Our Lady of Perpetual Help
Past Messages

Deacon Ron Reflects on 20 years….
New Mass Times
Looking Back and Forward at 100
We Remember Our Freedoms
The Gift of Faith, from Frederick, Maryland
Entrusting Ourselves & Our Parish to Mary
Home in the Shade
Divine Mercy Sunday
Easter Joy
Spring Cleaning
March Madness and Fanaticism
No Man Is An Island
Start Hard but Finish Strong
Lent and the Annual Catholic Appeal!
Courage for Healing
Biggest Lie: Holy Moments
Authenticity and Holiness
Biggest Lie: Humanity and Happiness
Catholic Schools Week
At the Heart of a Promise Renewed
Faith to Move Mountains Update
20 + C + M + B + 19
As a Family We Confront Travails
The God Who Goes the Distance
The Lord is Near… Not sooo Fast!
CINO and the Reason for the Season
Expectation, Waiting and Hope
Saint Vincent de Paul Society
Hospitality Multiplied
Earthly and Heavenly Fulfillment
Holiness, Purification and our Destiny
Friends in High Places & Friends on Mission
Creation and Givenness
Lepanto & Victory, the Rosary & the Abundant Life
Celebrating 100 Years and Creating a Strong Future
Two Paradoxes: Life Lost & Last Place
The Church is You!
Rhythm and the Buzz
Concrete Steps for Renewal
Abuse and Disgust meet Penance and Reparation
Sunday Homily delivered 19 August 2018 and Meditation and Melted Wax
PAPIT and the Jesus Prayer
Love Overflows in Generous Service
Food and Fasting
Pastors, Sheep and a Fishbowl
Gathered, Refreshed, Scattered
Independence Day and Local Greatness…
Our Lady of Perpetual Help and Lessons from Rome
March 10, 2019

Start Hard but Finish Strong

Dear OLPH,

Lent is a privileged season, meaning we seek to live it with more intensity. Lent is a season of penance and conversion, a time to reexamine our ways and reorder our lives to Gospel priorities. Hence one invitation with the imposition of ashes: “Repent and believe in the Gospel!” Our inevitable death and impending judgment impel us to conversion. Hence the other invitation: “Remember that you are dust and to dust you shall return!” One day, we will all meet our Maker, and our lives will be instantly sorted out, by the intensity and purity of our love, in other words, how well our love was ordered in service of God and neighbor.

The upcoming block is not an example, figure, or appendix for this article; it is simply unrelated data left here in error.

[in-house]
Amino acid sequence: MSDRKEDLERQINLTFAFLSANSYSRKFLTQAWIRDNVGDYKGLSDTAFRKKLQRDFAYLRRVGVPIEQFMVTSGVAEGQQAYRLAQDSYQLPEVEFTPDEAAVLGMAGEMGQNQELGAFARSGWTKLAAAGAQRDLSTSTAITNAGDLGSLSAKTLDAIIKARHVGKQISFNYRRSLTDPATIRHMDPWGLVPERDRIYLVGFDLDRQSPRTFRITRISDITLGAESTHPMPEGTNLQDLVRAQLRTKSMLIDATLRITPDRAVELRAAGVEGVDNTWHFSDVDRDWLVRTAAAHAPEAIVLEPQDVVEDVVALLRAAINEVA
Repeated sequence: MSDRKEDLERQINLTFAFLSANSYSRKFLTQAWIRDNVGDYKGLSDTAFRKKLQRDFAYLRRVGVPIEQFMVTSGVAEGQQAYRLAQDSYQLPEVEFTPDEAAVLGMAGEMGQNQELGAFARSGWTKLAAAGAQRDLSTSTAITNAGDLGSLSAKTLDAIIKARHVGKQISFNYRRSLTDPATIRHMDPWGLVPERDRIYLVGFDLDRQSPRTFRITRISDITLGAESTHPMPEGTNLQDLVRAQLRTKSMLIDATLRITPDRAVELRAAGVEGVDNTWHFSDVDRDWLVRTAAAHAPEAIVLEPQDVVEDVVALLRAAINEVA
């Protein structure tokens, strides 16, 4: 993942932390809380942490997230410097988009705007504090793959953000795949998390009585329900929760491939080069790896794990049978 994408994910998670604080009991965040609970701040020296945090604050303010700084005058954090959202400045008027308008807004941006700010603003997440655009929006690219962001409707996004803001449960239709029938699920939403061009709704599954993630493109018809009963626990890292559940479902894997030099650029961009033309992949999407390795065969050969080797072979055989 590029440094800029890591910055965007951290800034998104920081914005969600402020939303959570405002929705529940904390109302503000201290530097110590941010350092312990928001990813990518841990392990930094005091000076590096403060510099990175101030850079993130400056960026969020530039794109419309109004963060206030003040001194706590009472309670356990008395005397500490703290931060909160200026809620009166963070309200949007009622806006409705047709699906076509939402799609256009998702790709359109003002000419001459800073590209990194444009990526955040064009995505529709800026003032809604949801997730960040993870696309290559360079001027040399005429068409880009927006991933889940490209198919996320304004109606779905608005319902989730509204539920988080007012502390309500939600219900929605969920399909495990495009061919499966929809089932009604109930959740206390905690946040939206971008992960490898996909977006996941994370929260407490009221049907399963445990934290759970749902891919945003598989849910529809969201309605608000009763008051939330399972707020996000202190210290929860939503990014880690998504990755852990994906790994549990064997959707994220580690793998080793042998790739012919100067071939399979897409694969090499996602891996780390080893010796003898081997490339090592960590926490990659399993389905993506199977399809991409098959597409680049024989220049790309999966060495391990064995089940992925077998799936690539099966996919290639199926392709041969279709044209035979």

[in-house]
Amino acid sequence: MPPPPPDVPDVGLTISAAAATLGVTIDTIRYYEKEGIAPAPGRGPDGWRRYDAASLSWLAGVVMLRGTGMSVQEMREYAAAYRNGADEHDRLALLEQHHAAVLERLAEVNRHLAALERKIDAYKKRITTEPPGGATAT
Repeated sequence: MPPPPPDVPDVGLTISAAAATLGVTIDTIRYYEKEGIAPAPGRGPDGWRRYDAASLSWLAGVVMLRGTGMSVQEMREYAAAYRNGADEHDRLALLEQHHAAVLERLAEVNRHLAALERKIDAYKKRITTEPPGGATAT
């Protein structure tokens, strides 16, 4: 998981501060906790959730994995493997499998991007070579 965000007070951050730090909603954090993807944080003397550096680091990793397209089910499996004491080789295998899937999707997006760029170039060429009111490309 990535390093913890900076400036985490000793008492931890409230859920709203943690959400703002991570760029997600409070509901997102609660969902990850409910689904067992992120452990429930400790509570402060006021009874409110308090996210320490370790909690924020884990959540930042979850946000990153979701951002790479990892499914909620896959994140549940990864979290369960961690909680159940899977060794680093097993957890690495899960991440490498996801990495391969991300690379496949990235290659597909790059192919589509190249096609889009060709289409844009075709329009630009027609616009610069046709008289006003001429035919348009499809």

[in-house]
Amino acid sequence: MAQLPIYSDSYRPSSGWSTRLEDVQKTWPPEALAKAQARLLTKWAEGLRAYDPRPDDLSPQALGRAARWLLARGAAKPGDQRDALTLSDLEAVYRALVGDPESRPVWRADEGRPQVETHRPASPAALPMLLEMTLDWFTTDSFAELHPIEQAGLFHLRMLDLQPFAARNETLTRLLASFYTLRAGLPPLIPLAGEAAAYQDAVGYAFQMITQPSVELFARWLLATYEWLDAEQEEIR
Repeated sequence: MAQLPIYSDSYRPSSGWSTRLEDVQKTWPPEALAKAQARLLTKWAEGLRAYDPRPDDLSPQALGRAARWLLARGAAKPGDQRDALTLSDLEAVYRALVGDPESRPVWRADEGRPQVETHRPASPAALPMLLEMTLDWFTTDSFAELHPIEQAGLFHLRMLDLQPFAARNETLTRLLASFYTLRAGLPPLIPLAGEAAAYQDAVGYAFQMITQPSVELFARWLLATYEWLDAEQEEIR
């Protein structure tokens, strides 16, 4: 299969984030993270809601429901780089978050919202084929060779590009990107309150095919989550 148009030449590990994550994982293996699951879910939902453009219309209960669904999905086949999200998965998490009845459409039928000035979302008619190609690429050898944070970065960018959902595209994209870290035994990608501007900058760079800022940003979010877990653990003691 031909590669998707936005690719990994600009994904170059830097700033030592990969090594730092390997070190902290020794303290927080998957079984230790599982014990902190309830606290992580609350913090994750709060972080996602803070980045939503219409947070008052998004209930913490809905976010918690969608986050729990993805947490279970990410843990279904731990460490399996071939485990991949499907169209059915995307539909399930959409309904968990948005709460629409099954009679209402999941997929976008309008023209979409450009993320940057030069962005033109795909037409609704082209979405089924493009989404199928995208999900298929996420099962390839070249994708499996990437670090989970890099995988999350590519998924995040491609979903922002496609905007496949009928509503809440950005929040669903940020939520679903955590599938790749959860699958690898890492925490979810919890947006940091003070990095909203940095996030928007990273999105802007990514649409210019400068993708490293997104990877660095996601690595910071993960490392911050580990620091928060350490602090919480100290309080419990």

Typically Lent is known by three spiritual practices: prayer, fasting and almsgiving. These great traditions are good in themselves, but they are most valuable as tools which assist to put our houses in order. As we prepare gameplans for Lent (oh yeah, gotta have a gameplan!), two good questions are: “What needs to go?” and, “what needs to grow?” We can apply these three tools to address those questions.

Sometimes folks ask me about the difference between fasting and abstinence. Ash Wednesday and Good Friday are days of FAST (only one full meal) and ABSTINENCE (no meat). All other Fridays of Lent are days of ABSTINENCE (no meat). Also, those between the ages of 18 and 59 are obliged to FAST (only one full meal) as above.  From the age of 14, people are also obliged to ABSTAIN  (no meat: this obligation prohibits the eating of meat, but not eggs, milk products or condiments of any kind, even though made from animal fat). Please be prudent and intentional.

The Lenten season begins intensely: with Ash Wednesday and the first Friday in the same week, but remember that Lent is 40 days. It is a marathon not a sprint. So, as we make our resolutions and spiritual gameplans, we need to save enough energy to finish strong. We do not want to fizzle in our resolve before halftime.  Make it a great Lent!

Fr. Wilson